I was working in my garden and set a tool down near me and got up to take my bucket of weeds to the compost bin. When I returned, I realized that while the tool was easy to find when I was nearby, it became nearly invisible when looking at the entire garden.
That shift in perspective was dizzying.
As we move from Lent into the events in Holy Week, we enter one of the busiest times in the church year. Between the plethora of church services that lead up to Easter and the packed lectionary that includes some of the most powerful and exciting scriptures there is a lot going on physically, mentally, and spiritually. Add to that social and cultural Easter events such as Easter egg hunts, making Easter baskets, and brunches with family and friends and it can be easy to be caught up in running from one event to another.
I see bits of this in the scriptures as the story moves from last Sunday’s triumphal entry into Jerusalem with palms waving to the upcoming crucifixion, death, and resurrection stories.
There are the details of two disciples who are sent to get a specific colt for Jesus to ride. It is not just any old colt; it is one that in a particular location and that has never been ridden before. There are the details of the crucifixion story that give us the Stations of the Cross.
It is easy to get caught up in the details of day-to-day tasks; just like when I am weeding, all I see are weeds, and I feel that there is no way I can lose my tools. However when I stand up and take a moment to stretch, those details fade quickly into the new perspective of the garden as a whole. The tools and the weeds are in there somewhere; but, for the moment they are no longer the focus.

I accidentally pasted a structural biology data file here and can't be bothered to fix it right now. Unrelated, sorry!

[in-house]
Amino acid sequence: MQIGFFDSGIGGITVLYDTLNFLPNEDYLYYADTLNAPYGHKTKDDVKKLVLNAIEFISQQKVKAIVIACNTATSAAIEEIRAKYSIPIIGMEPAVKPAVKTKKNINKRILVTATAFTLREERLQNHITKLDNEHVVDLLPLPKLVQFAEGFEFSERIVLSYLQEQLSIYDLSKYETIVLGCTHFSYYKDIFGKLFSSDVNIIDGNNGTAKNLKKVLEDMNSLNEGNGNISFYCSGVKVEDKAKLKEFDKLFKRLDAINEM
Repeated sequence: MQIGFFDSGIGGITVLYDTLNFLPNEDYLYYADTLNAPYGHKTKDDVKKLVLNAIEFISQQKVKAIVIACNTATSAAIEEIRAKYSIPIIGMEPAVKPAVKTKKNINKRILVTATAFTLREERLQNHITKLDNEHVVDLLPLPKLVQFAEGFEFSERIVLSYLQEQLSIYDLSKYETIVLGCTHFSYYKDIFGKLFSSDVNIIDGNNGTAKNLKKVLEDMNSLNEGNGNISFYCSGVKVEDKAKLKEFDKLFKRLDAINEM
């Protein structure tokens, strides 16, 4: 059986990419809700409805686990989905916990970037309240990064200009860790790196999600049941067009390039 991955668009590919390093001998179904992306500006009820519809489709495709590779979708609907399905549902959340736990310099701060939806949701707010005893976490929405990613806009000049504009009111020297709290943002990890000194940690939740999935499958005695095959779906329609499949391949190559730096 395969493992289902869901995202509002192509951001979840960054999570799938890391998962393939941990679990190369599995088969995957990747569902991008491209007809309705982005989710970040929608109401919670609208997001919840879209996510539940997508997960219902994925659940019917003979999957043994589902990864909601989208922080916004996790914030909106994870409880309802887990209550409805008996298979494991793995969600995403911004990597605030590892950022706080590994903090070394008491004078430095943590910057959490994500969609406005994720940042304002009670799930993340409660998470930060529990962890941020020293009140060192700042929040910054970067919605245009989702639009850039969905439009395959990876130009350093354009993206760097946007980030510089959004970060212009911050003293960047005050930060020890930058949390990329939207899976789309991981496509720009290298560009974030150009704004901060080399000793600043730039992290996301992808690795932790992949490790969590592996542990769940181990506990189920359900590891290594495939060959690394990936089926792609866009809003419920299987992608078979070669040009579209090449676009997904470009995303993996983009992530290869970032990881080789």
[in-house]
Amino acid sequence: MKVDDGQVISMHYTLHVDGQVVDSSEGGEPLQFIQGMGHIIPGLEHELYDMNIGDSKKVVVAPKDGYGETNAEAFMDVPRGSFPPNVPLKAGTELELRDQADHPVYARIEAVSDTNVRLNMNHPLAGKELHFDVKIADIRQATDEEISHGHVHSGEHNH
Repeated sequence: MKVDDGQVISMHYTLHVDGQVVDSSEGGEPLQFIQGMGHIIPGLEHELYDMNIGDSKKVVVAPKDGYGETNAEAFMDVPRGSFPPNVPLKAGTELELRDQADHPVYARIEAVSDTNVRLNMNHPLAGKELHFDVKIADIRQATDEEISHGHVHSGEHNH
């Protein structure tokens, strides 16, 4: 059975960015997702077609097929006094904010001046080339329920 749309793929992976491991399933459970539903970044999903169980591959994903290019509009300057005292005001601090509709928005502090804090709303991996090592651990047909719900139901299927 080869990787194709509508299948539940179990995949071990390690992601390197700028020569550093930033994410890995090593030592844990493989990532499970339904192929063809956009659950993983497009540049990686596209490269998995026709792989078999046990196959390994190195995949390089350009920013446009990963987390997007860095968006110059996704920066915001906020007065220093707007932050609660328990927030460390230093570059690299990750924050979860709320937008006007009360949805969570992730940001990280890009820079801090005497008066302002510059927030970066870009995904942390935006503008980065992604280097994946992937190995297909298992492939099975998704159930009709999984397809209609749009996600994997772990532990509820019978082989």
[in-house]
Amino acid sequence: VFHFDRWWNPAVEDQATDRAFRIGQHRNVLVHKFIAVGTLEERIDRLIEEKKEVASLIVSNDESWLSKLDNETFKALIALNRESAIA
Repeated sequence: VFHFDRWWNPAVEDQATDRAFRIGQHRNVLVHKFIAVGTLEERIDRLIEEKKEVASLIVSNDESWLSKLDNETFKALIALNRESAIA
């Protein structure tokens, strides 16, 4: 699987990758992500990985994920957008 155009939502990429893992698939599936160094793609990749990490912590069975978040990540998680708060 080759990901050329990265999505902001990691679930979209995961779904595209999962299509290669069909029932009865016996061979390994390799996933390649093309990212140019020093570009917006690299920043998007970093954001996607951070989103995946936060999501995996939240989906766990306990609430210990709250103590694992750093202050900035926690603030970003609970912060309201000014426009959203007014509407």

As we move through the story of Jesus in this Easter Season, it can be good to take a break from the details of the story, the services, and the events.
Look up, and see the wholeness of the Easter story and the grace we receive through it.
Kristin Fontaine is an itinerant Episcopalian, crafter, hobbyist, and unstoppable organizer of everything. Advent is her favorite season, but she thinks about the meaning of life and her relationship to God year-round. It all spills out in the essays she writes. She and her husband own Dailey Data Group, a statistical consulting company.
© 2019 Kristin Fontaine